I’m not sure which is more of a constant companion, my laptop computer or Rugby my dog. My laptop sits on a table on the deck outside while Rugby lies beneath the table. Rugby sleeps at the foot of my bed while my laptop rests next to it. The laptop accompanies me on the treadmill courtesy of my treadmill desk and Rugby sits on the floor nearby. Yesterday Rugby accompanied me in my portable office so I guess he wins.

I decided to drive the towboat yesterday because a group of my friends were heading out on a Boundary Waters trip. Rugby decided to come along for the ride while the laptop stayed at home.  As I was boating across Saganaga I couldn’t help but take in my surroundings. The water was like glass it was so calm. The sky was a beautiful blue and the pine studded islands seemed to float somewhere between the water and the sky. Loons swam nearby, eagles sat perched majestically in trees and seagulls could be seen on distant rocks. Joy filled me when I thought to myself, “This is my office.”

How lucky could a person be? To live in a place as beautiful as I do and be able to enjoy the incredible scenery and serenity on a daily basis means I’m pretty lucky. I watched as dragonflies flittered above the water’s surface and wondered how many people have experienced this just one day of their life?

Our goal at Voyageur Canoe Outfitters is to help introduce as many people as we can to this amazing place at the end of the Gunflint Trail.  It’s magical and we want others to experience it. Come check out my office with a view and say, “Hello to Rugby and my laptop too.”

Boundary Waters Saganaga

Rugby enjoying the view

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Posted in BWCA

Welcome to the Gunflint Trail Loon Chicks

We usually don’t start seeing loon chicks until around the 4th of July. Guests haven’t reported seeing them in the Boundary Waters yet but there are a couple of loon chicks in our neighborhood. The loon nesting platform in the bay of Chik-Wauk Museum and Nature Center had a pair of loons who began nesting very early this year. They successfully hatched two loon chicks at the beginning of June!

Loons are so much fun to watch with their chicks. I’ve observed adult loons teaching their chicks how to fish and it is very neat. The adult starts out by feeding the chick a minnow by placing it in the chick’s mouth. Then the adult will drop the loon in the water right in front of the chick so it has to get its beak wet. The next step requires the chick to dip it’s head into the water because the adult releases the minnow just beneath the surface of the water in front of the chick. I’m not sure how many days the adult loons have to do this but it sure is an amazing process.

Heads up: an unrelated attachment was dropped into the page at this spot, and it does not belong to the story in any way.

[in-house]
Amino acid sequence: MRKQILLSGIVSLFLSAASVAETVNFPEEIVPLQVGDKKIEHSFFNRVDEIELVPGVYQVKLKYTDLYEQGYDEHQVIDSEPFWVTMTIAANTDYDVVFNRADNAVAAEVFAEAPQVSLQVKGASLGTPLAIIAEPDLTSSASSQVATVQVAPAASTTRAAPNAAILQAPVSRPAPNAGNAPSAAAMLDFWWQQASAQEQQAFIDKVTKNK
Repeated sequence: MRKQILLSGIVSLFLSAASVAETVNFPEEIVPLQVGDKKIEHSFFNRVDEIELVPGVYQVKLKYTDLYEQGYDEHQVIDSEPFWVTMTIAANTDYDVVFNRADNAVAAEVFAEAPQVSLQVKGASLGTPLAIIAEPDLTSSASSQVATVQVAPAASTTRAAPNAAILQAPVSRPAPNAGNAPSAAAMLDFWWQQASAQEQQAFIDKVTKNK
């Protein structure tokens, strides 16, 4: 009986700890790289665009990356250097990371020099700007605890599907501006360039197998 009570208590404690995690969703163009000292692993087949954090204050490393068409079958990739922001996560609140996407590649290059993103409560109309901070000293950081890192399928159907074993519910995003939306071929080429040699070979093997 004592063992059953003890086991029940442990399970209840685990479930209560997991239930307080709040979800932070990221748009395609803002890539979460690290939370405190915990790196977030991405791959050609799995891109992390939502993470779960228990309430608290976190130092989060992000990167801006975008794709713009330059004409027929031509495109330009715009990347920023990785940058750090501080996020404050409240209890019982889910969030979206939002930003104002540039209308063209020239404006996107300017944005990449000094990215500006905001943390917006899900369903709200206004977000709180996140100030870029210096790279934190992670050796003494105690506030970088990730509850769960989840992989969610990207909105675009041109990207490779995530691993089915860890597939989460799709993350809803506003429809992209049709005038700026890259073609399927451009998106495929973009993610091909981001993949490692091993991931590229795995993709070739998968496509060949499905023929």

We welcome you to the Gunflint Trail where you can help us welcome all the new loon chicks coming soon.

Gunflint Trail loon chicks

Loon and chicks

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Posted in wildlife

Paddle the BWCA for the 4th of July

It’s somewhat of a secret that the Boundary Waters is unusually quiet over the 4th of July. It’s a perfect time to paddle and camp since the water is warm for swimming, the fishing is good and the bugs have usually tapered off.  Why don’t more people take advantage of this prime paddling time?  I think it’s because people have their 4th of July traditions they don’t want to miss out on. There are parades to attend, picnics to partake in and of course fireworks that light up the evening sky.

Wouldn’t you rather watch fireflies light up the sky or perhaps the northern lights? When I compare 4th of July festivities in a normal city with a trip to the BWCA all I can think of is, “I’d rather be paddling.” Crowds of people, traffic in the streets and time spent chatting with someone you only see once a year are what comes to my mind when I think about the 4th in the city.

A campsite on a wilderness lake, quality time with family or friends and peace and quiet is something I could really celebrate. I’m sure there are some great things to do on the 4th of July but I can’t think of anything better than canoe camping in the BWCA.

Boundary Waters canoeing

Paddling the Boundary Waters

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Posted in BWCA

Gunflint Trail Wildflowers and Plants

I love to watch the northwoods plant life change as the days pass by. The strawberries, blueberries, roses, service berries, bluebead lilies and more bloom early in the summer and then transform into their mid-summer look. In place of petals pieces of fruit appear on plants like strawberries and blueberries.  As the flowers drop off of roses a fruit known as a rose hip begins to develop.

It’s amazing how quickly the process of change happens on the Gunflint Trail. Our growing season is short and weather can make a big difference to the appearance of our plants;  A little too wet, not enough sun or too many days without rain all factor in. Identifying animals or their scat is relatively easy compared to knowing what a plant looks like in its various stages of growth.

The ever-changing plant landscape is a reminder of how time flies quickly by. Don’t let it slip away from you before you’ve had a look for yourself.

Gunflint Trail wildflowers

Blueberry patch on the Gunflint Trail

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BWCA wildflowers

Blue Bead Lily in the early summer

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Posted in Seasonal activities

Got Fish? Gunflint Trail Does

Fishing is always fun but catching is even more fun. Our guests and our Voyageur Crew have been catching fish and enjoying some fish dinners too. We’d love to have you come up to Voyageur Canoe Outfitters on the Gunflint Trail for a day or a week so we can show you some fishing and catching fun.

BWCA Fishing on the Gunflint Trail

Fishing fun on the Gunflint Trail

BWCA fishing trip

Fishing in the BWCA

Sarah's catch Voyageur Canoe Outfitters

Catching Fish on the Gunflint Trail